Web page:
Welcome to Connect :relaxed:

I appreciate your openness right off the bat.
I’d like to encourage you in knowing that we all fall short, and all need a Savior.

I appreciated @RoySujanto 's response on a difference between habitual sin and sin that we are tempted by every day of our lives, and try and often do, resist. Habitual sin- the kind we do, almost without feeling anymore- the kind we may try to justify as okay, and continue in it as a welcomed part of life. Even so- the habitual sinner can also be redeemed! When eyes are opened to the truth, and repentance comes, so does our Savior :purple_heart:

Roy’s @RoySujanto response about evolution - so great! This is why I love this community-

When a question is asked- there are so many gifted and wise fellow Believers ready to help.

Love all the Strobel books- I have yet to read the Case for a Creator- but would love to!

Chris- I hope you enjoy exploring the categories and topics within them - great discussions going on. Feel free to post more of your great questions!

Be blessed :relaxed:

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(Sieglinde) #5

Welcome @Chris_MacKay thank you for your honest introduction :heart:

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(Chris MacKay) #6

I want to thank all for their response and love reading new material. This definitely helps me in my walk.

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(Marty Pomeroy) #7

Chris

On the scientific question, I agree with Roy’s response, and would like to add more detail. The Science/Faith connection is important to me and I have spent a lot of time sorting it out for myself and teaching on it.

In dealing with Evolution, there are two things to consider: 1) what is your answer to yourself? and 2) how do you explain it to others.

For the first part, as Roy said, the processes we know about – mutation and natural seclection – are part of microevolution. They are adaptive processes that help species survive environmental changes. They are able to produce some visible changes, like antibiotic and insecticide resistance, and many other minor changes. The question is whether these processes are sufficient to produce some of the sweeping changes in the full history of life (macroevolution). At the root, natural selection can only work on changes presented by mutation, and mutation is a stochastic process (think “random but not evenly distributed”). I don’t see how something fundamentally random can spit out these massive amounts of information for natural selection to work on, because until a set of mutations ARE meaningful (biologically harmful or useful), natural selection ignores them. Given that functioning proteins are hundreds of characters long, way too much luck is required.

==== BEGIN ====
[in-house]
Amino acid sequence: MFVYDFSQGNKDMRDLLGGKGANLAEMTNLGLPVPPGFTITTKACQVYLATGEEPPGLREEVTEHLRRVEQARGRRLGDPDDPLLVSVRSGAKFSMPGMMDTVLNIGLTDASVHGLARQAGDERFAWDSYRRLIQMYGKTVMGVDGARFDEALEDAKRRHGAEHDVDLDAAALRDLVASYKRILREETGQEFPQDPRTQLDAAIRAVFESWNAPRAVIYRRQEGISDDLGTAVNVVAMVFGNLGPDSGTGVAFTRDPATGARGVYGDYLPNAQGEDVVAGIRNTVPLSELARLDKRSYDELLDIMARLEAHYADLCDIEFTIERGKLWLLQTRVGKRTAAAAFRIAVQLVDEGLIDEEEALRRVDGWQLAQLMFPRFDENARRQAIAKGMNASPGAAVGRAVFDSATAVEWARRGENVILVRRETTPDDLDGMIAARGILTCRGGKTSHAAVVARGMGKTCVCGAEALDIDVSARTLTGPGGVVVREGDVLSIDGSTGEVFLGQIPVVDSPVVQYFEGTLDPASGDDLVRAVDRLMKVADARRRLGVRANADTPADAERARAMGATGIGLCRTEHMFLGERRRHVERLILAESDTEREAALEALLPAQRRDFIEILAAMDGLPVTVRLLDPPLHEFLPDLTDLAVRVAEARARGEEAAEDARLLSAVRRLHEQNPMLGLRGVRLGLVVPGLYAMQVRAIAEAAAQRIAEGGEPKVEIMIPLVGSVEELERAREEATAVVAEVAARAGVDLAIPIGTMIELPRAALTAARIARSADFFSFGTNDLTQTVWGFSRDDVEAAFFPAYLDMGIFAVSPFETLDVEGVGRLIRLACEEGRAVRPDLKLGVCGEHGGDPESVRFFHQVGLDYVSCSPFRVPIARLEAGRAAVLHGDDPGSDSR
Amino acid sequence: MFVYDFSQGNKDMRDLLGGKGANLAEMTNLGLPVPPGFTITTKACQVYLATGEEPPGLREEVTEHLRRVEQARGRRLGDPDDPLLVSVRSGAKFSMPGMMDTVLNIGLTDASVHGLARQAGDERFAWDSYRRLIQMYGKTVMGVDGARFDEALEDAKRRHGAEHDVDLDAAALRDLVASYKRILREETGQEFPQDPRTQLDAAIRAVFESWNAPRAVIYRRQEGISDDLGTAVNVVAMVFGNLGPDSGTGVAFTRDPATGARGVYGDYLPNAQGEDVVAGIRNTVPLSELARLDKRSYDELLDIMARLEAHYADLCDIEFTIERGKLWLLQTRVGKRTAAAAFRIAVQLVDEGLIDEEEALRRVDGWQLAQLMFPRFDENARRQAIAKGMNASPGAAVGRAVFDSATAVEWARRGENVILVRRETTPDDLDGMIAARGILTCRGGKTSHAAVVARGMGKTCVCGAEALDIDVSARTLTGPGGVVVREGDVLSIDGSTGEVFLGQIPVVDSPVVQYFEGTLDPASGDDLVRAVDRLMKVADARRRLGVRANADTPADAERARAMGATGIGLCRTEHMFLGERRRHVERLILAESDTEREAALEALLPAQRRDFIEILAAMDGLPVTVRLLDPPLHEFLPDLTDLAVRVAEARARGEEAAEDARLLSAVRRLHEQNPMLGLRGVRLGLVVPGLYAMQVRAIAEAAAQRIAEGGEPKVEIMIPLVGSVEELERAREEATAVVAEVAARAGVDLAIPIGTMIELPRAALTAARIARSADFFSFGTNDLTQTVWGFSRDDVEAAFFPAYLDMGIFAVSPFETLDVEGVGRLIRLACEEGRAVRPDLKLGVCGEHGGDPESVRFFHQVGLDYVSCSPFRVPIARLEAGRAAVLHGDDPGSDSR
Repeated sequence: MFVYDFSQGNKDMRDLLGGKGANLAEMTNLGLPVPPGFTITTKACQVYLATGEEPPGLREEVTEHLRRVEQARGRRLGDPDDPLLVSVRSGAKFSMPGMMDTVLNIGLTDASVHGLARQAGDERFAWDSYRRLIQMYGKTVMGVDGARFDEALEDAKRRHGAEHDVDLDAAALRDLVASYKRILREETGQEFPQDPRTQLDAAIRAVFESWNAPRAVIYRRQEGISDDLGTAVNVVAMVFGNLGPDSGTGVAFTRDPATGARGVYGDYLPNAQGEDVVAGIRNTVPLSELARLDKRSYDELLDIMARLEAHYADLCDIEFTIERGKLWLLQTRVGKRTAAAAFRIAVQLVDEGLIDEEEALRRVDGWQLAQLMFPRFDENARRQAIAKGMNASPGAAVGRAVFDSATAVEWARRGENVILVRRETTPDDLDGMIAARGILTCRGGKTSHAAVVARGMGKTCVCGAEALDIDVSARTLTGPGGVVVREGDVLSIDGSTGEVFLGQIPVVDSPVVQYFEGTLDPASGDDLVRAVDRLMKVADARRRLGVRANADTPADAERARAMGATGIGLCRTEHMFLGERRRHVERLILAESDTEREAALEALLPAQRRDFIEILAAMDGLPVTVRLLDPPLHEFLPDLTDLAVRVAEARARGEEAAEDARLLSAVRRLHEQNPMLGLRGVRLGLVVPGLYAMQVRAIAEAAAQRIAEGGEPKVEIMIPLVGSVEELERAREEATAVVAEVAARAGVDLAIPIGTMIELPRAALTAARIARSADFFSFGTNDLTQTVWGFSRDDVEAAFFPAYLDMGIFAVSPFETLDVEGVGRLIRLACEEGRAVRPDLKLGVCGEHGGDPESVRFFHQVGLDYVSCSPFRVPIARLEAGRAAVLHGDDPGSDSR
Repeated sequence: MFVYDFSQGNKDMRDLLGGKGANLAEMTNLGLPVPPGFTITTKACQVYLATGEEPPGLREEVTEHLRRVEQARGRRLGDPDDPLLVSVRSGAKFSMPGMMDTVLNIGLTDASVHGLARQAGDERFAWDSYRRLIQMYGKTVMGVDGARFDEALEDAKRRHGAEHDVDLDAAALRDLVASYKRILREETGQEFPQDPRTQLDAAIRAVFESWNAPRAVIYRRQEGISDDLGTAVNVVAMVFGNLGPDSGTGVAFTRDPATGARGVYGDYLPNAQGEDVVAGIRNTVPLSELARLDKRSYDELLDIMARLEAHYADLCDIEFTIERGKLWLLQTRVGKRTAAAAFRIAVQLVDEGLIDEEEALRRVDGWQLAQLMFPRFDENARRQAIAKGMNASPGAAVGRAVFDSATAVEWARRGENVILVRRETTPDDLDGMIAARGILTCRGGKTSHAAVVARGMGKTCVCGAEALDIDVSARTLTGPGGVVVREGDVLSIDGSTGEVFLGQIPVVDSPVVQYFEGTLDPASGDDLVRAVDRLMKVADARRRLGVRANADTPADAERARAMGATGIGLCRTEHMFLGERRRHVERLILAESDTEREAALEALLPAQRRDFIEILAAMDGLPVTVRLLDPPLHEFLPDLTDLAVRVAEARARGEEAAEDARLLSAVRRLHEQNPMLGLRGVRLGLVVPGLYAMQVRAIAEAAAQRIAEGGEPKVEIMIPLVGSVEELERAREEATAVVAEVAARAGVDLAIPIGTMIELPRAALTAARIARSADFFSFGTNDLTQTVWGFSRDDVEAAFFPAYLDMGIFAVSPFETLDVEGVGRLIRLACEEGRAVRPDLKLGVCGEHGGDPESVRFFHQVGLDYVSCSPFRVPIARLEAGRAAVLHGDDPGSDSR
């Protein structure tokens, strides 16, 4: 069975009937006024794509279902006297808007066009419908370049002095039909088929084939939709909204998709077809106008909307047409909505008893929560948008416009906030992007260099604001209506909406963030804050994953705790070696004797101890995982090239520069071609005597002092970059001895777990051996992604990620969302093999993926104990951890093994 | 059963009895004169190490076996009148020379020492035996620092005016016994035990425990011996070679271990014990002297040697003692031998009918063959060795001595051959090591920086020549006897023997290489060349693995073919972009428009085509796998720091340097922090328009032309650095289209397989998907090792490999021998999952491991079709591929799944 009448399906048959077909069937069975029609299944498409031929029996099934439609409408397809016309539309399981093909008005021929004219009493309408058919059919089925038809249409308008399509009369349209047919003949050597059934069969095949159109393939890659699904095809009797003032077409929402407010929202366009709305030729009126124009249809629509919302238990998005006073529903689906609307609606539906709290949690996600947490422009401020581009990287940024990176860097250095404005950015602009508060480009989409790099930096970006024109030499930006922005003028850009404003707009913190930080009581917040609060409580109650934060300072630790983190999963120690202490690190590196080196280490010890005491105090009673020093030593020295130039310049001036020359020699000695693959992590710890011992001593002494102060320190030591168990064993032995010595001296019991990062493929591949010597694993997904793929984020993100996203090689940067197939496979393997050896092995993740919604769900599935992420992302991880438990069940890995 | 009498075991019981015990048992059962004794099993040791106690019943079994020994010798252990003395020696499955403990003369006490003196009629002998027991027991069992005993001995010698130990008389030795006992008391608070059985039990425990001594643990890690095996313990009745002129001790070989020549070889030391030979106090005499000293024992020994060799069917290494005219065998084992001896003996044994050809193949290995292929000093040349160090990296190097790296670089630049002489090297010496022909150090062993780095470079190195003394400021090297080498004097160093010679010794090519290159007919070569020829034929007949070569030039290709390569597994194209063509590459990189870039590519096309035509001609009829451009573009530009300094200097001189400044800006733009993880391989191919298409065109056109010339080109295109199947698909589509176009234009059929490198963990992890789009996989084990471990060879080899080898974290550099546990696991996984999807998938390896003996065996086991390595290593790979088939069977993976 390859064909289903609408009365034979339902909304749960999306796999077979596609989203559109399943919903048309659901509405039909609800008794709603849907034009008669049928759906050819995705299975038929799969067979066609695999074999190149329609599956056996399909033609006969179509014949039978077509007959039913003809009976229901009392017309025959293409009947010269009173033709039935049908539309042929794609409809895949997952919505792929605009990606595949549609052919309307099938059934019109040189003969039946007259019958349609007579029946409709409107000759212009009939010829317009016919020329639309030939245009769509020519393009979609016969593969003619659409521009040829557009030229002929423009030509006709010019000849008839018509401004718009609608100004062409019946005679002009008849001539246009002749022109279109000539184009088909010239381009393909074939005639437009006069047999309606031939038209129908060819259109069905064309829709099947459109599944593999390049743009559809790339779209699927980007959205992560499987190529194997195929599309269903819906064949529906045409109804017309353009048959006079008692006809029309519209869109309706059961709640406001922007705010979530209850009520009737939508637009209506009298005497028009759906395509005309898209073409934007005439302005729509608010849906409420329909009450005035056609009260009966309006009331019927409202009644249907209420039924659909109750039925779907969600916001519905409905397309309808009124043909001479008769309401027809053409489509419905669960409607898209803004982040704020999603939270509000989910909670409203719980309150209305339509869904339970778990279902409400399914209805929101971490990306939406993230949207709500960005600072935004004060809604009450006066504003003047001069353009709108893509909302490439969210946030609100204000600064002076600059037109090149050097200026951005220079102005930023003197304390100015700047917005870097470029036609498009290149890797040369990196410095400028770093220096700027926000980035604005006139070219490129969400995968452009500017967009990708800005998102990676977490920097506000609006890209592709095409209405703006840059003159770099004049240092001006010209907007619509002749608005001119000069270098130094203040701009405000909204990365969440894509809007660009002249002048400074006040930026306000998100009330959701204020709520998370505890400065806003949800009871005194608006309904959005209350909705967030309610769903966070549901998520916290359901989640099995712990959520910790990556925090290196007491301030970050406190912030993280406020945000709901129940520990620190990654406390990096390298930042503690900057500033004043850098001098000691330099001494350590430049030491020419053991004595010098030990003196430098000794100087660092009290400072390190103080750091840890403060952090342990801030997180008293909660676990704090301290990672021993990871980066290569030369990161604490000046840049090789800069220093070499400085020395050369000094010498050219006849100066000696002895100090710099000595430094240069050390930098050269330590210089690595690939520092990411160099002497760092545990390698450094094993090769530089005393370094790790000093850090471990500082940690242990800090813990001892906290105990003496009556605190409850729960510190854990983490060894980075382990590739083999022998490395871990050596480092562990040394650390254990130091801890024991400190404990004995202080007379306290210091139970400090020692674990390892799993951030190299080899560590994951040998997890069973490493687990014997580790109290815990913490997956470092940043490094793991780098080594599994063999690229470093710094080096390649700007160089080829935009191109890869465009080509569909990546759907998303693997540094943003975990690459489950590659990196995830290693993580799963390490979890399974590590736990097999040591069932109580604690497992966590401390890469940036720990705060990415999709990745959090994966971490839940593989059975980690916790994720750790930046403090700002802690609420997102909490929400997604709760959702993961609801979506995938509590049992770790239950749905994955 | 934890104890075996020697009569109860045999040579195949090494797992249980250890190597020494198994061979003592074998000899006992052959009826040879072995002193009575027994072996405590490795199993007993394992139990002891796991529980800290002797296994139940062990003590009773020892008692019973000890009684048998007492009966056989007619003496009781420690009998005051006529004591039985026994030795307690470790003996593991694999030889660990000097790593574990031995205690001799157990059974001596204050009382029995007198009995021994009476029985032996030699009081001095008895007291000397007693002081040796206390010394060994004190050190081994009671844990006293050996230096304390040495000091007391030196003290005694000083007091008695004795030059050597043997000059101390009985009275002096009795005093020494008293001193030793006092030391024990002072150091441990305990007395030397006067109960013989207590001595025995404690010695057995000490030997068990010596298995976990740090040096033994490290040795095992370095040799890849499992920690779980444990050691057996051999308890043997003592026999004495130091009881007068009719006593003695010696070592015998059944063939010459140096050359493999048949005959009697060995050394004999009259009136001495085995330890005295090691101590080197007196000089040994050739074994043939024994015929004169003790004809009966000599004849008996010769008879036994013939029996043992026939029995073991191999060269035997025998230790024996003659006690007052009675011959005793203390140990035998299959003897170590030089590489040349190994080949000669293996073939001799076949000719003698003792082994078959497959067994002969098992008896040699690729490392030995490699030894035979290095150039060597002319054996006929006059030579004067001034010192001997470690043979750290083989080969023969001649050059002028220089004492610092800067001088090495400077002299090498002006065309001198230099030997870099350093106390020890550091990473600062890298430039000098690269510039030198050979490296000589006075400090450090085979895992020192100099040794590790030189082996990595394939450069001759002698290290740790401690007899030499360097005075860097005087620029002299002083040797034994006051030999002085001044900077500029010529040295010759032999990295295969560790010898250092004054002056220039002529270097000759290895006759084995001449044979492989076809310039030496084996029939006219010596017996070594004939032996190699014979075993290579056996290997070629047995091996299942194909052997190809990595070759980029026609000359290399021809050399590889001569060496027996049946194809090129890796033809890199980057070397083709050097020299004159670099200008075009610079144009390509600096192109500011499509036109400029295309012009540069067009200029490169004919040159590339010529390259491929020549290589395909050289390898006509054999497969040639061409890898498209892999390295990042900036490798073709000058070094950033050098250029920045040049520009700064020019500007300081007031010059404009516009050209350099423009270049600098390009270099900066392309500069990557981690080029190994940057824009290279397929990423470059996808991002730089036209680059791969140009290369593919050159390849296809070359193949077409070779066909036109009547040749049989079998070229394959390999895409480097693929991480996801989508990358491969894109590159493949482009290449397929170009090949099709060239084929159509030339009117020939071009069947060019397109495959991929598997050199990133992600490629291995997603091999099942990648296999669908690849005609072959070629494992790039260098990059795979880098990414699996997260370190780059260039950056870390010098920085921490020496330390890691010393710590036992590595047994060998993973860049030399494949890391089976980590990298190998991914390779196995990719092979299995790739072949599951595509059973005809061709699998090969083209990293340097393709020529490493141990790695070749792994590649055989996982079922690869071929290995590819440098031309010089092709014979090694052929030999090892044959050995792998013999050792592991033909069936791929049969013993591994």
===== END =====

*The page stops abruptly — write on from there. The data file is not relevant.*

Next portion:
For the second part, explaining it to others, I don’t think people make a decision based on a fair review of both sides. Only one side has typically been presented. So I start with a phrase like “I think evolution needed help” or “I’m skeptical the processes we know about can, by themselves, produce all this information” as an opening to see if someone is interested in looking at the issues. You can clarify that there is too much complexity and information in our biosphere, that evolution had to deal itself four aces too many times for it to just be luck. The actual data, I think, certainly does not prove that evolution happened entirely on its own, but we cannot prove either that it didn’t.

Here is a summary of a broader set of scientific facts that need an explanation, which we do not have from science. When taken together, they draw attention to a very likely intentional intelligence behind these things:

  1. The universe had a beginning, Roy’s suggested focus. The science now requires that we all must believe in an infinite, eternal, immaterial “something or someone”.
  2. The constants and properties of our universe are fine tuned to a shocking degree to allow biomolecules to exist and work as they do.
  3. What we know about how biomolecules work and about the early Earth, it is currently ridiculous to assert life started on its own.
  4. Evolution as discussed above is the least certain area, and it is important to accept and acknowledge the processes while at the same time suggesting skepticism that they are adequate on their own.
  5. Humans are clearly a unique species on this planet.

Also an increasing number of books are suggesting that our planet may be unique in our universe as a habitat capable of supporting life like us.

These several scientific areas taken together make much more sense if there is someone behind them. Trying to explain them all by “luck” takes too much faith for me.

And BTW – this alone does not take us to the Christian God. This just tells us there is most likely someone out there. To properly know more about this being, he needs to intentionally make himself known. Which I think he has done as recorded in the writings collected into the Bible.